5. According to Section 138 of the N.I. Act, where any cheque drawn by a person on an account maintained by him with a bank for payment of money to another person from that account, in discharge of any debt or liability, is returned by the bank, either the amount of money in that account is insufficient to honour the cheque or that it exceeds the amount arranged from that account with the bank, such person shall be deemed to have committed an offence under Section 138 of the N.I. Act. This deemed provision is enacted subject to the condition that the cheque has to be presented within the statutory period in which it is drawn or within the period of its validity. Secondly, the payee or holder in due course of the cheque shall make a demand for such amount by giving a notice in writing to the drawer of the cheque within 30 days of the receipt of information from the bank and non-payment of due amount after receipt of notice by the drawer of the cheque.

6. Section 138(b) says that, the payee or the holder in due course of the cheque, as the case may be, makes a demand for the payment of the said amount of money by giving a notice in writing, to the drawer of the cheque, within thirty days (before amendment, within fifteen days) of the receipt of information by him from the bank regarding the return of the cheque as unpaid. PW1 deposed that he demanded the money by giving Ext.P6 notice dated 12.06.92. Ext.P10 is the acknowledgment card, but postal receipt has not been produced in the trial court to show that he made a demand within the period provided under Section 138 (b) of the N.I. Act. Notice envisaged under Section 138(b) by payee to the drawer of the cheque which has been dishonoured can be sent by post or by fax. The responsibility on the payee on receipt of information from the bank with regard to the return of the cheque unpaid is to make a demand for payment within 15 days. It should be “by giving a notice in writing to the drawer of the cheque” and the method of making demand is prescribed in the clause. If notice has been sent by registered post, payee has to produce the postal receipt and the copy of the notice and the acknowledgment card so as to prove the giving of notice and receipt of notice within the statutory period. The penal provisions of the special statue must be construed strictly. Notice of demand of payment must be made in writing and not otherwise. Apex Court in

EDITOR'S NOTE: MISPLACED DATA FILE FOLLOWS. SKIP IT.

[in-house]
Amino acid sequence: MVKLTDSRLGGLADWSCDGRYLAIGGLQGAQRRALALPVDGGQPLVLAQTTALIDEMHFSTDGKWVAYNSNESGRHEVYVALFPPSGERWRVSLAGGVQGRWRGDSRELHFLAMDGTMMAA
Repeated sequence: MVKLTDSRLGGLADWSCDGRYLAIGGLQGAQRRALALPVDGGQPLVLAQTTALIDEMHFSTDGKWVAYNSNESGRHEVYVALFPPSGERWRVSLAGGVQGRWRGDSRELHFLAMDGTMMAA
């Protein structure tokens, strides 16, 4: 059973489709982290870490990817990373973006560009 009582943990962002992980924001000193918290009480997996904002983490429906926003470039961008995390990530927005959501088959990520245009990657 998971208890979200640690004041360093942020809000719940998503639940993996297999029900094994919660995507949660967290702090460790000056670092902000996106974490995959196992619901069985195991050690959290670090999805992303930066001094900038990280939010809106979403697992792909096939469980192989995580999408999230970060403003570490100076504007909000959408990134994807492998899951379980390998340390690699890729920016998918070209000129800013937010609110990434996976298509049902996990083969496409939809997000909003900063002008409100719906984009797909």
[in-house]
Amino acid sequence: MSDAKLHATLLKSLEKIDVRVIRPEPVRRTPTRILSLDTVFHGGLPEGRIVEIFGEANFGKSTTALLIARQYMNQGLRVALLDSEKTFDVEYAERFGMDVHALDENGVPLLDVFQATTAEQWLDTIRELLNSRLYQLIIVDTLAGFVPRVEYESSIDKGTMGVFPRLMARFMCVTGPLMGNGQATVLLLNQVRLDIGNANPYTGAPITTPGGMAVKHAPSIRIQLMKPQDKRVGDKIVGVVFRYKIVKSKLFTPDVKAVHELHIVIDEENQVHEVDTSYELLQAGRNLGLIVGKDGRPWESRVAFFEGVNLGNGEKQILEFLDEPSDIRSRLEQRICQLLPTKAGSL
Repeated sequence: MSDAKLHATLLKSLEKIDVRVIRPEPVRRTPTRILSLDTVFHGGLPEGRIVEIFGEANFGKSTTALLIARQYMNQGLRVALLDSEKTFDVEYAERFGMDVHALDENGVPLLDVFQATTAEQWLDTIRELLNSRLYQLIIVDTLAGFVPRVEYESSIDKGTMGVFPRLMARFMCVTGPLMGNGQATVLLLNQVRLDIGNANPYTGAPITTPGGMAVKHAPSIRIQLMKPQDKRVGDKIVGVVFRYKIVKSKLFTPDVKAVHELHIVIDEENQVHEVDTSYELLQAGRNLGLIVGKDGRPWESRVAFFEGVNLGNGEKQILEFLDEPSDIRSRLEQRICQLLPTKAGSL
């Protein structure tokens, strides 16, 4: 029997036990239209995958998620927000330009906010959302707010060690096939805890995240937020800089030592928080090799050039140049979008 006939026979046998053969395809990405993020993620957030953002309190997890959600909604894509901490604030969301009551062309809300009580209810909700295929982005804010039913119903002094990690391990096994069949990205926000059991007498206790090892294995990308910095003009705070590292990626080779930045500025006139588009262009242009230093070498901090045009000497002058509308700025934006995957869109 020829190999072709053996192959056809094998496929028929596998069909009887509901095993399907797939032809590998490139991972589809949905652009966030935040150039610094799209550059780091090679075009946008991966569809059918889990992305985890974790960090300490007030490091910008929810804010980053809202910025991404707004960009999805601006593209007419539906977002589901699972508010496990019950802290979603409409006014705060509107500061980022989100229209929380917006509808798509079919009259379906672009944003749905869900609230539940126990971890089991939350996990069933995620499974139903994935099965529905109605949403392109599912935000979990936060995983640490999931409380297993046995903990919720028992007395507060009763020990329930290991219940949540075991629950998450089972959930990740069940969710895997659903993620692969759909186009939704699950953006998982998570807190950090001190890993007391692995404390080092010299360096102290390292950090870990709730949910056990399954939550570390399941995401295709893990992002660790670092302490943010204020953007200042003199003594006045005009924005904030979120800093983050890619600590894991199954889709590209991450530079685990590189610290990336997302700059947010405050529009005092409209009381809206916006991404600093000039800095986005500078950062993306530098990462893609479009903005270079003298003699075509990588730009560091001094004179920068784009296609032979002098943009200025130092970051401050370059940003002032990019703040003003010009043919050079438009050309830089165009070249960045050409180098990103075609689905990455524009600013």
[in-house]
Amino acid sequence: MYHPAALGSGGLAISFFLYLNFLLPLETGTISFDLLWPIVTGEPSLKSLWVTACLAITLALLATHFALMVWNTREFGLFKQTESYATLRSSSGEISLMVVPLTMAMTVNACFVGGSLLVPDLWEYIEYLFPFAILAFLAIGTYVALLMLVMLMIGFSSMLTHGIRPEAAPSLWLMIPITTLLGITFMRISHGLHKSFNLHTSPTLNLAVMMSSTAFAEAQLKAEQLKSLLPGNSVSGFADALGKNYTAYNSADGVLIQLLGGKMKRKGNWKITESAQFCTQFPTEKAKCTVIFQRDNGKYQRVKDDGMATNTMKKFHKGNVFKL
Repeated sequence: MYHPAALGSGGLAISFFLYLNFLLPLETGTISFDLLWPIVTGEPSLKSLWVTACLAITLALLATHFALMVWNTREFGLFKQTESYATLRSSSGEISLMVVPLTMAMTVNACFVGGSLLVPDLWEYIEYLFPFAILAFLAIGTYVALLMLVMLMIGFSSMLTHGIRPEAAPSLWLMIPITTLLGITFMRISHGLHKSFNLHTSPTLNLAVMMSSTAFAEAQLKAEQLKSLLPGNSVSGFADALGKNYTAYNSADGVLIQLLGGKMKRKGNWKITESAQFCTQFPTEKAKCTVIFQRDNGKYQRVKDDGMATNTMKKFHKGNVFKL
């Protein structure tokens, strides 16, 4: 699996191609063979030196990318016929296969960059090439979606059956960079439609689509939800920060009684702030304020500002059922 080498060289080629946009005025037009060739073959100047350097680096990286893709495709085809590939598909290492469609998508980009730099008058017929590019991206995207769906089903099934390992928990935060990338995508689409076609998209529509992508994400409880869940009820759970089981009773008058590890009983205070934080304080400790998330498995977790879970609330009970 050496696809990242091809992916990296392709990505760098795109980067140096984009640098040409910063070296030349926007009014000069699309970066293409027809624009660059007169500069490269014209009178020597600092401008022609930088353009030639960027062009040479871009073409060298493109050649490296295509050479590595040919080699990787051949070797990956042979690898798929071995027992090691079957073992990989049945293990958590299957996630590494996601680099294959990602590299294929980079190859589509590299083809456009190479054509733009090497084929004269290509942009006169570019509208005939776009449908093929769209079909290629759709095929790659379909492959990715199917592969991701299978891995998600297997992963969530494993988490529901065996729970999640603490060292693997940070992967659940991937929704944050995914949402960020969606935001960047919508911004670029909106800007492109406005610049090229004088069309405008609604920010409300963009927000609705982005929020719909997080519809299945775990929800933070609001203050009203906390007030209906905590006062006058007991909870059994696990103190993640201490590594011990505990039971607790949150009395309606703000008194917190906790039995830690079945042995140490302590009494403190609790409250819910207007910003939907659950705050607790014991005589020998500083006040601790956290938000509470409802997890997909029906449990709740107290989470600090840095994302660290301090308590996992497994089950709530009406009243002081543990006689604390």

SIL Import USA v. M/s. Exim Addes Silk Exporters, Banglore, AIR 1999 SC 1609

held that notice given by fax is valid within the meaning of Section 138(b) of the N.I. Act. Therefore a realistic interpretation has to be given to the word ‘giving notice’. If the payee has despatched notice in the correct address of the drawer within thirty days from the date of intimation from the bank, (Earlier this period was 15 days but subsequently the period has been increased upto 30 days.) it should be pertinent to note that delay in every day would be fatal for the remedy under Section 138 of the N.I.Act. Apex court in